State Rep. Gayle Manning (R-North Ridgeville), chair of the House Primary and Secondary Education Committee, announces that House Bill 67 has been signed into law. The bill provides flexibility with testing and relief to school students who are returning to the classroom this spring.
“It was a lot of cooperation and work among so many stakeholders to get this bill approved by the Legislature. I’m quite pleased with the organization and outcome of this process,” said Manning.
Manning was an intricate part of the process serving as chair of the committee that held four hearings and oversaw 40 witness testimonies for the legislation – most of which were supporters of the bill.
Originally, the legislation sought a waiver for all federally mandated tests for the 2020-2021 school year. However, the U.S. Department of Education sent out a notice recently that they would not be issuing any waivers of this kind for mandated testing for any schools in the U.S. The bill was then changed to aid with testing for school districts and to assist with the needs of students across the state.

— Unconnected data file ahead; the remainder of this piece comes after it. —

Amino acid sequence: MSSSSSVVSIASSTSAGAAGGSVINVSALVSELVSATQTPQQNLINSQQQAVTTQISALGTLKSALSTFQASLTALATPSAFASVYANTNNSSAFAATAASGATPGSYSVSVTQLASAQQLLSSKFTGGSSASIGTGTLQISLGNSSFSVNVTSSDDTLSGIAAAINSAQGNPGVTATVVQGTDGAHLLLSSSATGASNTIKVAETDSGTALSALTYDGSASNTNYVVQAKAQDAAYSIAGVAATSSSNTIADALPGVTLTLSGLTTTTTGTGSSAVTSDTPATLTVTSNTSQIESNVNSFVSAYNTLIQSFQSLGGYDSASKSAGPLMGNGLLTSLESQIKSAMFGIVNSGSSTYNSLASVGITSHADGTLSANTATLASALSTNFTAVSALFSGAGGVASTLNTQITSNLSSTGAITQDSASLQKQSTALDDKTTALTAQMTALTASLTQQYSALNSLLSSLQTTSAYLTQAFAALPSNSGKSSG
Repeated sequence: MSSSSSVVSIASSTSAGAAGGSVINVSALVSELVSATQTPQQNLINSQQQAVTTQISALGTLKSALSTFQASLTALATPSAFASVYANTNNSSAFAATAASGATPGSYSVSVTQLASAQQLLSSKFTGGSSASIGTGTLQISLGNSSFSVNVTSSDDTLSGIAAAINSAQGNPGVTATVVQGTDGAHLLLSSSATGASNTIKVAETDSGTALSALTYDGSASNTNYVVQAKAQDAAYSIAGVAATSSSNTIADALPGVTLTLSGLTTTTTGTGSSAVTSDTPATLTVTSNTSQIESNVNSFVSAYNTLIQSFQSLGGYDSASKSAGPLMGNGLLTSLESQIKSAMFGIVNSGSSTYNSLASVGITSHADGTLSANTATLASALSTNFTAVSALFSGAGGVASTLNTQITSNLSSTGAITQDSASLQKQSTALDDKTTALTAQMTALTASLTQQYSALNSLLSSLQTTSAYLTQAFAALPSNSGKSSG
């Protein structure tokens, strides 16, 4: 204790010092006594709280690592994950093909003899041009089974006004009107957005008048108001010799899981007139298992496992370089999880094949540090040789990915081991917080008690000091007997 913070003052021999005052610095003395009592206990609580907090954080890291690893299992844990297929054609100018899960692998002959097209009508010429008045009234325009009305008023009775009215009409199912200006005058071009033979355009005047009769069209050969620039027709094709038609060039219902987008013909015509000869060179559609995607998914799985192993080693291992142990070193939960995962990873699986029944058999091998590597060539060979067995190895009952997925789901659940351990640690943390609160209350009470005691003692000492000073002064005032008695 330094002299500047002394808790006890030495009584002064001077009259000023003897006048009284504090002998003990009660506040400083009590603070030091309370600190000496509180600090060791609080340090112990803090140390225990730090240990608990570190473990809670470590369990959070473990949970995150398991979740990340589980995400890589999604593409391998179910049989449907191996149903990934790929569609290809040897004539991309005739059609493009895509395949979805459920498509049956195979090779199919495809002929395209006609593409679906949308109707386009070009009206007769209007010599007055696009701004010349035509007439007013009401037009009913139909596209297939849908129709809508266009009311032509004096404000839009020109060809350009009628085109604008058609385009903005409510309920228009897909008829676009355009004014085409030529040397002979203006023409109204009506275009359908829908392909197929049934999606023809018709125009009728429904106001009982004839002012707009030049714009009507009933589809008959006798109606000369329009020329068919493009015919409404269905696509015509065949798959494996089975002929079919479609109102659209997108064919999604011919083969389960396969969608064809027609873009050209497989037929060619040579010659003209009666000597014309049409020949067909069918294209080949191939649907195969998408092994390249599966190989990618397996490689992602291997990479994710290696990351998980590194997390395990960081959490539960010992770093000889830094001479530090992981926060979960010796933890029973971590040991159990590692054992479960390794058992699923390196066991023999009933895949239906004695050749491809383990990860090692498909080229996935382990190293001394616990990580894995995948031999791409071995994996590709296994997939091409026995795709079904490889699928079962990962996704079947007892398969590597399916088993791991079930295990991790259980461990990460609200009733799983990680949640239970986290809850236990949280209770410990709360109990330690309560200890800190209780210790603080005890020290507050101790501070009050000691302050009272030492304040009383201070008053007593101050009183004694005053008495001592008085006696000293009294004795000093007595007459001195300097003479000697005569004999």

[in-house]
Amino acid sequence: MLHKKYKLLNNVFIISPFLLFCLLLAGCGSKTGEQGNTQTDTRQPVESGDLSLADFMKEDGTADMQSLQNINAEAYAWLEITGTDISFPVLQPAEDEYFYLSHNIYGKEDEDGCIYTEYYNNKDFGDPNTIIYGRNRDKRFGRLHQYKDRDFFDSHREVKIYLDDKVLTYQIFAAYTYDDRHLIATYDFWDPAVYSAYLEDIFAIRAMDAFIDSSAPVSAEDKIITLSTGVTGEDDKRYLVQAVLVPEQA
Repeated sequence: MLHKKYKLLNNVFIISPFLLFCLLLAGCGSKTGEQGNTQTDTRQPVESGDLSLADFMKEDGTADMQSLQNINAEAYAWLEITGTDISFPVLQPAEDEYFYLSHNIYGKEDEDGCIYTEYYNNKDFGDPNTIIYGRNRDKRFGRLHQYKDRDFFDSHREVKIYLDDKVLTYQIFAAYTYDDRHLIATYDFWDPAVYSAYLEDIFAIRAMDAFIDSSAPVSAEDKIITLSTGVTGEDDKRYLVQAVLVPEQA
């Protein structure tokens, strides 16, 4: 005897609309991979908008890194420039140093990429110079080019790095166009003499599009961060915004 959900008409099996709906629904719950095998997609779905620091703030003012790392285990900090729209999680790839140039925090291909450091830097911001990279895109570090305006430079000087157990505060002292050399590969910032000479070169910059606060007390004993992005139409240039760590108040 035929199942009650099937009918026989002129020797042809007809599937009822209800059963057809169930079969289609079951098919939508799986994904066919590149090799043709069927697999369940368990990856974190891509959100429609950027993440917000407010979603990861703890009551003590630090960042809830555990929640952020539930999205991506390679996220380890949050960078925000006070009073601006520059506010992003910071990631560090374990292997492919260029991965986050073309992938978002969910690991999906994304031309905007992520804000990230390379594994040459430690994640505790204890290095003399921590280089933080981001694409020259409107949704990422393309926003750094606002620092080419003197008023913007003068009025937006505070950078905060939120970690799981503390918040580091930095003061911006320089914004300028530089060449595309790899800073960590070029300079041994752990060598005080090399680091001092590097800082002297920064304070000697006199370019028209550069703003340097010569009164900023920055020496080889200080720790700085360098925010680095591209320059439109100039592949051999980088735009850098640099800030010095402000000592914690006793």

“Because of this legislation being signed, this will help immediately give flexibility to our local school districts throughout Ohio as they begin to administer testing to our students. COVID-19 has left a bit of a dent within our education system, but this bill is going to alleviate some of those issues that teachers and students faced – we’re looking to a brighter future as all those within our education system get back to the classroom,” Manning added.
Several of the education-related provisions include the following:
- Allows students to use end of course grades instead of mandated tests for the graduation point system and grade equivalency system from House Bill 164 from the 133rd General Assembly;
- Provides flexibility for graduation requirements;
- Allows home educated schools to forgo end of year assessments;
- Extends end of year testing windows to up to two weeks;
- Extends date for reporting data for the state report card from September 15 to October 14; and
- Waives the state-only American History assessment.
Last week, the General Assembly approved the legislation before it being signed by the governor.
An emergency measure was added to the bill, as a result, it will take immediate effect into law.